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Abu Dhabi, UAESunday 20 January 2019

The future of news is still in the hands of real-life journalists

Technology has allowed news organisations to make great strides into the future, but it must not be allowed to take over

Mahinaz Hamza, winner of The National's Future of News journalism competition, pictured with Mina Al-Oraibi, editor-in-chief of The National and Laura Koot, managing editor. Chris Whiteoak / The National
Mahinaz Hamza, winner of The National's Future of News journalism competition, pictured with Mina Al-Oraibi, editor-in-chief of The National and Laura Koot, managing editor. Chris Whiteoak / The National

Mahinaz Hamza was the winner of The National’s Future of News competition for aspiring young journalists. She is 20 years old and studies Communication and Media Sciences at Zayed University, Dubai campus. This article is her winning submission.

A wise man named Edward Lytton once famously said that “beneath the rule of men entirely great, the pen is mightier than the sword.” As old-fashioned as they may sound nowadays, one cannot deny the truth of his words. The ability to write was and has always been one of our most powerful weapons, helping us to express ourselves, share our ideas, bring change and curate our history.

One of the most influential forms of writing is journalism. For many years, journalists have served as the voice of the voiceless, the watchdog of governments and our main sources of information. However, times change.

Today, we are living in a digital era driven by speed and immediacy. Journalists are no longer our primary source of news. Fresher, more engaging alternatives, such as social media, have overtaken traditional print sources and their websites.

As we continue to advance, we constantly come up with even more exciting developments. One of the most important breakthroughs in technology today is artificial intelligence (AI). Much is made of AI’s potential and, yes, it does have the capacity to greatly improve healthcare, education, poverty and national security. It is also clearly able to perform certain tasks far more efficiently than humans ever will. The question we have to ask ourselves, however, is: at what cost?

Let us look at journalism, the many ways in which AI is currently impacting it and what advances in technology mean for the future of news.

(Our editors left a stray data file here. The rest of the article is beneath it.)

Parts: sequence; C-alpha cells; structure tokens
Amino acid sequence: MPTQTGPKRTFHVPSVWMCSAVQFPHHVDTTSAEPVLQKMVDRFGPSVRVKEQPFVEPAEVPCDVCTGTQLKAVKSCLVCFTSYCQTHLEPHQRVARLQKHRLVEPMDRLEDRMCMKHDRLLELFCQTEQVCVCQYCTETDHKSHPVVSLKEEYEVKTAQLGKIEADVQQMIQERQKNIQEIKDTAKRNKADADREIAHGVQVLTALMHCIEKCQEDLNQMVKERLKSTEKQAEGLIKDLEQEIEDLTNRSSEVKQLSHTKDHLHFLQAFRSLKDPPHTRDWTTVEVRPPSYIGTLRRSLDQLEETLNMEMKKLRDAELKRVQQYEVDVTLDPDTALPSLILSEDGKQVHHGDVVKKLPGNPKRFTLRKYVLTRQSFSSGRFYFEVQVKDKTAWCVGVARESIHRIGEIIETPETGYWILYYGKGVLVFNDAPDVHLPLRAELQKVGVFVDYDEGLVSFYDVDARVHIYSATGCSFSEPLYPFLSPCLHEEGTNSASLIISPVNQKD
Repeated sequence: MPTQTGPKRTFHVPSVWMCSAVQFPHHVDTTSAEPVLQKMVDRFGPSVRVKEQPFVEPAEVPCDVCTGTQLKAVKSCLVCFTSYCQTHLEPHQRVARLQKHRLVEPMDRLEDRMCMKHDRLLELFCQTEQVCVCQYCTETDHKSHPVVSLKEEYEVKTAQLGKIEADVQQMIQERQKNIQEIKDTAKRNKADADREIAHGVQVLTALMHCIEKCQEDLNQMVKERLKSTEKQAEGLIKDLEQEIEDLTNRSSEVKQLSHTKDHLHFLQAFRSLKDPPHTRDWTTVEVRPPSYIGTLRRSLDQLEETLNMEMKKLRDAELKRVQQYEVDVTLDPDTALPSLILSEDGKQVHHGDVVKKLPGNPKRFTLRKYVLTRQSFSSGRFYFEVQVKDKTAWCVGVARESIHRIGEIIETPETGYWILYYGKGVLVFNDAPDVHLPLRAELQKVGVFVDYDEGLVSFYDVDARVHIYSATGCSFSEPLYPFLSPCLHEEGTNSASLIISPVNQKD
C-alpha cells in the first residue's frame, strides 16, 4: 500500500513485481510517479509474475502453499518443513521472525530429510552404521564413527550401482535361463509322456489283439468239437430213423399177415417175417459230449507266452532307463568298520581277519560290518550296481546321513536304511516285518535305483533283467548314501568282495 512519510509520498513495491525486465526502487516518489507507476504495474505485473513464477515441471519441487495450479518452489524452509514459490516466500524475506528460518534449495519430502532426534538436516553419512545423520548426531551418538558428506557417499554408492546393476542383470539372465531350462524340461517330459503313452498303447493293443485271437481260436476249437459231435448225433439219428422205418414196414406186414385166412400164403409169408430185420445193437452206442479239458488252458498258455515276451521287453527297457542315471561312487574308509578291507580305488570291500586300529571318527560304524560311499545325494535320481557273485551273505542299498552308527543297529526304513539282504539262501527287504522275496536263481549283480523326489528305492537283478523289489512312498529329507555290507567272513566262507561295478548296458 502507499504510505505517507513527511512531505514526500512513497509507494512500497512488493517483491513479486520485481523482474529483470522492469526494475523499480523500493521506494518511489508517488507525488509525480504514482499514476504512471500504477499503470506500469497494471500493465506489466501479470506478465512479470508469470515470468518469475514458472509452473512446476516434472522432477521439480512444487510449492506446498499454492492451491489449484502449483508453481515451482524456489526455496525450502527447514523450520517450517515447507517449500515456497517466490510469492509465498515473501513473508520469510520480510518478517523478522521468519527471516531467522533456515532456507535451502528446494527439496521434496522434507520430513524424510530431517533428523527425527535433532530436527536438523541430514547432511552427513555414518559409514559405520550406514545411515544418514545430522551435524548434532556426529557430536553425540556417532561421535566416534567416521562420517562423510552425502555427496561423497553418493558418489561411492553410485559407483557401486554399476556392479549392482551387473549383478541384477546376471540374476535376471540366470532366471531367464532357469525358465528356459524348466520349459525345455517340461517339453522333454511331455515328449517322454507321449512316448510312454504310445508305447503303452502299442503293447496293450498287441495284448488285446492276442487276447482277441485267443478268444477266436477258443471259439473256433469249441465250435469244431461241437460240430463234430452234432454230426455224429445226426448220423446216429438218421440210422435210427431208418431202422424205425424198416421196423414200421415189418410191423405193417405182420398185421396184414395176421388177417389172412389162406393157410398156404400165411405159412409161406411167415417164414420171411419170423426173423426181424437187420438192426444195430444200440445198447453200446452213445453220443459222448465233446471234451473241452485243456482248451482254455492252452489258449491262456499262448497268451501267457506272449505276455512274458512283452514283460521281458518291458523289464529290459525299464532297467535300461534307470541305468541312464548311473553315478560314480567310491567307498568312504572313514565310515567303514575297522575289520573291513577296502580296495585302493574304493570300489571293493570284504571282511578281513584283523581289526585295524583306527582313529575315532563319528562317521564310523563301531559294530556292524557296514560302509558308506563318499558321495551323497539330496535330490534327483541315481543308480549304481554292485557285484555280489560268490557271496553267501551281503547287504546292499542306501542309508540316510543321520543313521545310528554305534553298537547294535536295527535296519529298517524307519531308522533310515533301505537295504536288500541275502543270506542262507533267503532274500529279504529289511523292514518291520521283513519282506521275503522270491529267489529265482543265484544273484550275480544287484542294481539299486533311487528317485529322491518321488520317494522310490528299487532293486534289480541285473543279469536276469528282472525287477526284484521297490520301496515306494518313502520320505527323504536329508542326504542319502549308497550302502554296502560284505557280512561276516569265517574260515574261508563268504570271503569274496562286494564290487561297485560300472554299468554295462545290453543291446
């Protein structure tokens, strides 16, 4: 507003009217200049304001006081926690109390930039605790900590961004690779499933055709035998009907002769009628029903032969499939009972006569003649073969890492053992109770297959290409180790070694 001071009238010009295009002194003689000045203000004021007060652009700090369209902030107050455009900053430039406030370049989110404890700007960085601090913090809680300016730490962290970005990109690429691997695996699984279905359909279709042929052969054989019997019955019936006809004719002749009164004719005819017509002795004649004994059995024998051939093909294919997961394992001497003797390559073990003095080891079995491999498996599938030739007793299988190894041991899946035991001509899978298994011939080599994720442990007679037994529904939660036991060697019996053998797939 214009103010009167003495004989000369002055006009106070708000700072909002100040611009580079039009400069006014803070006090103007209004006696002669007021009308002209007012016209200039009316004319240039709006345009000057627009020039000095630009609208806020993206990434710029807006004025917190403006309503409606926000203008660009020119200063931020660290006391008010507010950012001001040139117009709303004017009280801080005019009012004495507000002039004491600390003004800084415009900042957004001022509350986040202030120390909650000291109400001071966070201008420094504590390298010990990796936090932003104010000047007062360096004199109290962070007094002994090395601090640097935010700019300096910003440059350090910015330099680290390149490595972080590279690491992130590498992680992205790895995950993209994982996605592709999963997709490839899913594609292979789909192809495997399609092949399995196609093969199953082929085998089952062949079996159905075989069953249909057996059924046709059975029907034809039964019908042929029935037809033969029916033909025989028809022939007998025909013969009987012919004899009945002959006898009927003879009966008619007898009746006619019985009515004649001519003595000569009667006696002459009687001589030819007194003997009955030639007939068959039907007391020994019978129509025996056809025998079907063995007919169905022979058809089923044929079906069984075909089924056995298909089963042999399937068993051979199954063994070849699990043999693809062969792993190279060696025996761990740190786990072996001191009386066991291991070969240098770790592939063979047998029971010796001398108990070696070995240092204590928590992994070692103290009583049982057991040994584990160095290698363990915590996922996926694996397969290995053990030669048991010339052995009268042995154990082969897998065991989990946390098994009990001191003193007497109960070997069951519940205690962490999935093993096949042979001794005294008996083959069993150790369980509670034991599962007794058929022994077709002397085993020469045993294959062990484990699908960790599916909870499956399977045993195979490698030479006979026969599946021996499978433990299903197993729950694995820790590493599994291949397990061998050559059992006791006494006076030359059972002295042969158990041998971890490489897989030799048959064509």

Many people assume that AI is driving innovation in the newsroom – restructuring workflows, digging out insights, analysing and eliminating fake news and generating content. They will no doubt presume that such work is being performed much faster and that the fact checking is much more reliable than that of a flesh-and-blood person. However, the truth is that AI is doing more harm than good.

Technology is gradually reconstructing both our present and our future. As we take advantage of their many capabilities, we should remember that AI networks are nothing more than organisations of knowledge, built on the perspectives and perceptions of those who designed them – in many cases, a homogenous group of men based in Silicon Valley. We must also consider the potential hidden biases of their algorithms and the fact that new technologies will almost always open new avenues for manipulation.

Another big question we must all ask ourselves is what impact the introduction of AI systems will have on the UAE’s future? As a student currently enrolled in journalism courses, I cannot imagine a work environment staffed by machines. Nor do I want to envision a robot telling me what stories to write, or what it believes will make the most eye-catching headlines. It might sound silly to picture such a scene, but AI is a reality we cannot deny. No one wants to live in a world of right and wrong or a world of yes and no, where there is no room for human error, creativity and imagination.

There is no doubt that AI may have given journalists more time to focus on what they do best – reporting news. However, while the technology boom continues, scepticism and will always play a huge part in any discussion of its potential impact on our future.

Technology already plays a key role in data-driven types of reporting such as sports and finance. But while AI might process information efficiently and eventually even build a bank of data rich enough to allow it to master human languages, we must also bear in mind that one of the most important aspects of journalism is adherence to a specific code of ethics. Such moral systems are far too complex and far too human to translate into an algorithm.

Just imagine our news, our source of knowledge about the world around us, written and edited by computers. Surely this is not the environment we want future generations to grow up in. So, what should we do?

For journalists to survive in the coming years, they must understand the AI they are working with and learn new technical skills such as how to code. They must also limit the role of AI. For instance, it could be used for the gathering of information, but journalists should always edit pieces and be the ones to decide the angle of a story.

Francesco Marconi, strategy manager and AI co-head at the Associated Press has said that “one day content will be tailored at scale and adapted to individual personality, tone, location and time of day”. As media companies race to identify ways for AI to generate personalised content, journalists must also find ways to monitor, manage and use technology to their own advantage. If not, they could find themselves sleepwalking towards their own obsolescence.

Updated: December 29, 2018 07:02 PM

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